Beloved Uighur intellectuals (left to right) Yalqun Rozi, Nurmuhammed Tohti, and Abdurehim Heyit
According to Abduwali Ayup, a Uighur investigation journalist, Uighurs are deeply saddened by the news of losing one of their beloved writers to the Chinese Communist regime’s concentration camps. On June 3, 2019, the family of Numuhammed Tohti received his corpse, the body of the conscious of Uighurs and a people’s spokesman. 70 days prior to Mr. Tohti’s passing, he was taken to the concentration camp by the local police and got heart attack right after the detention. However, the concentration camp doctors ignored his health conditions for 70 days only left him to slowly die in pain and suffering. When his body was brought home, his legs were still chained, informing much about the potential cause of his death: by the police brutality when he was very ill.
Mr. Tohti was born in Tawakkul Villiage of Khotan County in December 1949. After finishing the High School in Khotan city, he became a farmer. From 1973-1977, he studied mathematics in “Xinjiang University” (in the capital city of East Turkistan) and taught at Khoten Normal College. He also served as the Secretary of Chinese Communist Party at Khotan region and a professional writer at the Xinjiang Writers Union (East Turkistan Writers Union).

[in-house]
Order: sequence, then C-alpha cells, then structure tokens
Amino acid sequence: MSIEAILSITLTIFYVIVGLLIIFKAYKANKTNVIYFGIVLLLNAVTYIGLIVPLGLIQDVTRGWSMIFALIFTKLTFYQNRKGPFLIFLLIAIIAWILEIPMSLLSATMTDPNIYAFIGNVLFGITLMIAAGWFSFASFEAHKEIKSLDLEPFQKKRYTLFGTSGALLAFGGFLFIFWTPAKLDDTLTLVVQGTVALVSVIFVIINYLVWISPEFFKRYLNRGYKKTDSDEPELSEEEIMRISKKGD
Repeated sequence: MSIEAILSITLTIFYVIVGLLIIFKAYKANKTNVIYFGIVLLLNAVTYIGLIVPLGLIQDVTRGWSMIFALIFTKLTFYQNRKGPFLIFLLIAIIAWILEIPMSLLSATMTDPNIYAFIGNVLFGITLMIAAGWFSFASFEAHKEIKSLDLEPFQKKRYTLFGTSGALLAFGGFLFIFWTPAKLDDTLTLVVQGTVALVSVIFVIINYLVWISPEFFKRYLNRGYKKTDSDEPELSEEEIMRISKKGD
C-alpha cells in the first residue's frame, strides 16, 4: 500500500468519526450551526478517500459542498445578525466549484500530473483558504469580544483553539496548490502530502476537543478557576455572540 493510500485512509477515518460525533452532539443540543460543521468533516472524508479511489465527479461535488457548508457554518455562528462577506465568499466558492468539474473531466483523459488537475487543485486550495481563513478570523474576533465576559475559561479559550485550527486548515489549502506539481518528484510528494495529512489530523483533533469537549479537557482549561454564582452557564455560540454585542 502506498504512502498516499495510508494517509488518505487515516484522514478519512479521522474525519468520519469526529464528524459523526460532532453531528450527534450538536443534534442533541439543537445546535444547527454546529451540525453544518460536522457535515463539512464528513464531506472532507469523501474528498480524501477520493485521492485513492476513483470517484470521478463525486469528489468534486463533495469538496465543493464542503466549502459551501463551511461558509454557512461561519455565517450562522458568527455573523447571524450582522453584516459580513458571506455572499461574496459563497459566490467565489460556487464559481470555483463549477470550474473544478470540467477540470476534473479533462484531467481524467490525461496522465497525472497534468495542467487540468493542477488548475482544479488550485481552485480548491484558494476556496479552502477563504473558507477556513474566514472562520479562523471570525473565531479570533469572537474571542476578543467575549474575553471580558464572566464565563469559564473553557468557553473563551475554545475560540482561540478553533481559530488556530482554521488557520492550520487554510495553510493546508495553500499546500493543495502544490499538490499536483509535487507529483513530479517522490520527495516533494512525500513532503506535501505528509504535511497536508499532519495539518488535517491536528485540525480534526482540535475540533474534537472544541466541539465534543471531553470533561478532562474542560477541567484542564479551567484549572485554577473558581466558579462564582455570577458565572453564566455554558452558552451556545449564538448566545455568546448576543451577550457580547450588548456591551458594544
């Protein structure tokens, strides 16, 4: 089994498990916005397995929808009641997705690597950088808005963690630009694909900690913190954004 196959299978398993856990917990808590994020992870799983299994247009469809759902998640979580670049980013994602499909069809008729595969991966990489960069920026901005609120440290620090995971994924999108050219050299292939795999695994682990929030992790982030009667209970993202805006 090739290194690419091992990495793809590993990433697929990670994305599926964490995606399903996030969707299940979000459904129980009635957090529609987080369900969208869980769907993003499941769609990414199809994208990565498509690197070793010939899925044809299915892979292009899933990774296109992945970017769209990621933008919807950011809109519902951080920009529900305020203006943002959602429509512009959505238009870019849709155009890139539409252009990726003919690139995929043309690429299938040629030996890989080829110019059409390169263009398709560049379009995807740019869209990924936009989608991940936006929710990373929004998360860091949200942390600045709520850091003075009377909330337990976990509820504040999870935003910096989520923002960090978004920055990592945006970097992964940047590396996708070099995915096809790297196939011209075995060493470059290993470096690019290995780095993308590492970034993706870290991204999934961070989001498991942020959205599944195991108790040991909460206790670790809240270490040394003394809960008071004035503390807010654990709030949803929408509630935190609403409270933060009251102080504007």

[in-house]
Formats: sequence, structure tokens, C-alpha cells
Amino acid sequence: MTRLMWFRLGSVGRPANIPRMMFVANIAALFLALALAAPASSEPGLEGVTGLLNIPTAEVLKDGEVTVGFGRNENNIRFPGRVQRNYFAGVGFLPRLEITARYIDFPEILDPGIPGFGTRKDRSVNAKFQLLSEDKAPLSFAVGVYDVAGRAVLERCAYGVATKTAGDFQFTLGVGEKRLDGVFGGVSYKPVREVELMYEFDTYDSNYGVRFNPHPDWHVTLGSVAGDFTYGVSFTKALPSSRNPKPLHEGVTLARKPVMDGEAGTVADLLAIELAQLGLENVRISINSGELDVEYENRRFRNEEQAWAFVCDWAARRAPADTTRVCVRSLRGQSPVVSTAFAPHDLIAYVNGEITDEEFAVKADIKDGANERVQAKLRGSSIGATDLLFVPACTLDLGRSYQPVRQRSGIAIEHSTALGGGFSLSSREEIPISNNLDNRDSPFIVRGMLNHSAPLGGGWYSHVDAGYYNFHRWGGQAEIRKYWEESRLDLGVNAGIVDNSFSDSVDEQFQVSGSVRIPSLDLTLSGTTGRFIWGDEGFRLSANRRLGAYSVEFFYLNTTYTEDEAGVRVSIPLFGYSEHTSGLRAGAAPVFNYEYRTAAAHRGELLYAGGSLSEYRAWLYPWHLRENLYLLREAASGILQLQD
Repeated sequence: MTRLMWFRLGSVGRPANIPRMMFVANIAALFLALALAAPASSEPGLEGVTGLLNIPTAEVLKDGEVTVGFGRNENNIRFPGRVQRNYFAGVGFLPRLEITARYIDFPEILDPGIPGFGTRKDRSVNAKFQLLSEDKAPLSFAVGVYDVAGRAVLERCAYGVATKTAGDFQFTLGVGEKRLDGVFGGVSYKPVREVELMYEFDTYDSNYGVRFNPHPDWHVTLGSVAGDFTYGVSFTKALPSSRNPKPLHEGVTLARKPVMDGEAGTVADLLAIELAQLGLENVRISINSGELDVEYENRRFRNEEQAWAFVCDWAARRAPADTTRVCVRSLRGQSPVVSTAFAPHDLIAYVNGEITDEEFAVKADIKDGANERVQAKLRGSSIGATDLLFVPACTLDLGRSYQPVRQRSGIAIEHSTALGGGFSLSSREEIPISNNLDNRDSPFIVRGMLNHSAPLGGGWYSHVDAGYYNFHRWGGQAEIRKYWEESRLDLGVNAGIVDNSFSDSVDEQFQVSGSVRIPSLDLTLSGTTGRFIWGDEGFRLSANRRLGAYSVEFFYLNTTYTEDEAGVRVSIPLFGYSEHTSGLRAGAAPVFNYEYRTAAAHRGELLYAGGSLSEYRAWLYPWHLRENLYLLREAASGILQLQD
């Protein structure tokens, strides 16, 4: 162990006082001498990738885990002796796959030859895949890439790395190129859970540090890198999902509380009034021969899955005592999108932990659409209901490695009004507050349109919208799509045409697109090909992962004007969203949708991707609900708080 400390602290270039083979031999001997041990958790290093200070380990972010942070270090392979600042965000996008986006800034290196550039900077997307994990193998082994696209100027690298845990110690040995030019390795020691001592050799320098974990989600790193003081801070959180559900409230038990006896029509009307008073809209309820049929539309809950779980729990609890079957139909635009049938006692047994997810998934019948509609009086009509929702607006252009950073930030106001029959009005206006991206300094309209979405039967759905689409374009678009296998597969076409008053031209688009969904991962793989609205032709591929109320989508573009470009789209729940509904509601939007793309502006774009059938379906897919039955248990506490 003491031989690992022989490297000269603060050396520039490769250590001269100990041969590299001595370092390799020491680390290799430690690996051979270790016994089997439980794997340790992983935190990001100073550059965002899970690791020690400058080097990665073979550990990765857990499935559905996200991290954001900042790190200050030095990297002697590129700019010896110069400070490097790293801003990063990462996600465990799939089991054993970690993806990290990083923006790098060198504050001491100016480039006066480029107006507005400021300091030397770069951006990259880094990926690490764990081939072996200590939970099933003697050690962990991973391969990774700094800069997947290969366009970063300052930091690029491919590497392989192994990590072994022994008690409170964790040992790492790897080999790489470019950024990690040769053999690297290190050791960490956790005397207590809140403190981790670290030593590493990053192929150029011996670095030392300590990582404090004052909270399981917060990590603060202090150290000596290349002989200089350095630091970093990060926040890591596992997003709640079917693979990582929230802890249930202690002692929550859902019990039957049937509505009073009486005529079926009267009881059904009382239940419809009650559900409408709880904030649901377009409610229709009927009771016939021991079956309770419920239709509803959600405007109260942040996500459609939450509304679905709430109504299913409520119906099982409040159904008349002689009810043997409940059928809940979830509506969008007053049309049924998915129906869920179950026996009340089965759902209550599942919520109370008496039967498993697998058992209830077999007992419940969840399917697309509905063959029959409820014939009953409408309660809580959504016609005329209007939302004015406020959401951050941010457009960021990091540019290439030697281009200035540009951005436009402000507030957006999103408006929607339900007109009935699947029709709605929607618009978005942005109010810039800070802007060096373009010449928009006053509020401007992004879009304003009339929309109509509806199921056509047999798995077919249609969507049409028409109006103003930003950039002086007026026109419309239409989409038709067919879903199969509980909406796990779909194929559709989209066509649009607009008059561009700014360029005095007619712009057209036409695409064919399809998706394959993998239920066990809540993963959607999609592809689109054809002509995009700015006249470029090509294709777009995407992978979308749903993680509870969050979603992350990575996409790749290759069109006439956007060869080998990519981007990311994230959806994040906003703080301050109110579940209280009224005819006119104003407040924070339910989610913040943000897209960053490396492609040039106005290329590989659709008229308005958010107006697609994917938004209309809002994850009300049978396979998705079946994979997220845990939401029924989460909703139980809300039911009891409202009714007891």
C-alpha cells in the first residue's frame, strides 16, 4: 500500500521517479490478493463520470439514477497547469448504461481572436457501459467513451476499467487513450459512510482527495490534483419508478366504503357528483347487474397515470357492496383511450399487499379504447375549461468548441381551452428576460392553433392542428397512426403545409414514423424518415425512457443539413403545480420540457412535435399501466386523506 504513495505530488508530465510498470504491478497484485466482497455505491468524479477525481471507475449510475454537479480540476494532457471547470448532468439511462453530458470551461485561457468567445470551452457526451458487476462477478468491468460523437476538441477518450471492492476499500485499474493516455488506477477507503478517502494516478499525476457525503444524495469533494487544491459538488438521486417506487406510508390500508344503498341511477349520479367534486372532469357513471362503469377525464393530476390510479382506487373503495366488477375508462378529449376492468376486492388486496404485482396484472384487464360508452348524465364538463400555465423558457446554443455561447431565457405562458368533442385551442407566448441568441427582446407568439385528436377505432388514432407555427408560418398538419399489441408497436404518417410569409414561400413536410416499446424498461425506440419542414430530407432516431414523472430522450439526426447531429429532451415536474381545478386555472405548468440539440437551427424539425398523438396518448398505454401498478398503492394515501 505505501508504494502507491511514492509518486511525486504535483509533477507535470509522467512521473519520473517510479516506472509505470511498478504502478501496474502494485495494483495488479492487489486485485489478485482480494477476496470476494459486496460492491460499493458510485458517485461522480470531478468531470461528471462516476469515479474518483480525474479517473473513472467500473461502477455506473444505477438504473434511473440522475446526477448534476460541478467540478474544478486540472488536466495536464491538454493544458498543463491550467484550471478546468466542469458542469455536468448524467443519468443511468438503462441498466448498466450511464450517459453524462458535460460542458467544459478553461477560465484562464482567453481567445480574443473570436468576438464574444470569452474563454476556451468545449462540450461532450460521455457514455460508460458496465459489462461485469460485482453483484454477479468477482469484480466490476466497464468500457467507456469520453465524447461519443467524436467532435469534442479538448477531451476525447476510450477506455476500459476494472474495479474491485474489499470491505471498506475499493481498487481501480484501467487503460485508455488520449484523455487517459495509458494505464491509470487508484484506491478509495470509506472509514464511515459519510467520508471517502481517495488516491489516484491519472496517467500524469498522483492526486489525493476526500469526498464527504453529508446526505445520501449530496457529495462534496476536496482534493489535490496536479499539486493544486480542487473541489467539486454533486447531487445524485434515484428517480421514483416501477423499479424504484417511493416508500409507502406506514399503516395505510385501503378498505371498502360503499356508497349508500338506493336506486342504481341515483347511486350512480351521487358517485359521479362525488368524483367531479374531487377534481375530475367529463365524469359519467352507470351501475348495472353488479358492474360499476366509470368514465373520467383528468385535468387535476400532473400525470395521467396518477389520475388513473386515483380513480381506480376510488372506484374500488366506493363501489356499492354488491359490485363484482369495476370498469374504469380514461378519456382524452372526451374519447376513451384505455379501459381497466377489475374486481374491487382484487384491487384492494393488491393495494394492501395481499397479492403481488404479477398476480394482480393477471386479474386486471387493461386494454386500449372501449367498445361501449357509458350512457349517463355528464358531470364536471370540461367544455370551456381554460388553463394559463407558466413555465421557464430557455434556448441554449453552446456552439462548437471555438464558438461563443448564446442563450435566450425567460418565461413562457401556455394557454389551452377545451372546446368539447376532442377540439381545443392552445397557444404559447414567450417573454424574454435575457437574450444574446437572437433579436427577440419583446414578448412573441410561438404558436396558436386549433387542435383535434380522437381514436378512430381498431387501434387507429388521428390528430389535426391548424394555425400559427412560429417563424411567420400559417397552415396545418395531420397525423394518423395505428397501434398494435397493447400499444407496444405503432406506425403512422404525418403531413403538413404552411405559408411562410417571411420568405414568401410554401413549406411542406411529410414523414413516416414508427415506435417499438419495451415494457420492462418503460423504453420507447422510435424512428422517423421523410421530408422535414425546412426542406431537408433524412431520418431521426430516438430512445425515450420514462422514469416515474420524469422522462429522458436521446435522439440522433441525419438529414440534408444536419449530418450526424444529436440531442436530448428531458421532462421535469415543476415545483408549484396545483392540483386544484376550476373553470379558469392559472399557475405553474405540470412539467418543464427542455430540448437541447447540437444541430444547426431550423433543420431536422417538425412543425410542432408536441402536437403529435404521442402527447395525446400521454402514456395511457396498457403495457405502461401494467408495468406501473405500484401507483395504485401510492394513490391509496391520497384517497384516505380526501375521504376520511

Some of the books written by Nurmuhammed Tohti in Uighur language
Mr. Tohti’s writing career started in 1984 when his first prose ‘The Memoir of A Puppy’ published on the “Jade” journal. His realistic writing style and keen observation into the society soon made him popular among the Uyghurs. Mr Toxti published many stories, news articles and investigation pieces on many medias. Readers welcomed his stories, such as, “Special Professional Family”, “Judgement Day”, “Gold”, “Generous River-Yorung’qash” with much applause. In his high-quality work of five long stories, 50+ stories, about 30 investigation pieces and memoir, he built a personal literature style of rich Uighur language and realistic description.
In his interview articles, he introduced leading Uighur entrepreneurs, politicians, and intellectuals to the Uighur readers to boost their confidence in themselves. Not only he realistically recorded the negative side of the Uighur life in his stories; but also wrote about the positive stories to encourage people to have belief in humanity. His unique style of interview journalism made him and his heroes (in his writing) well-accepted among Uighur readers.
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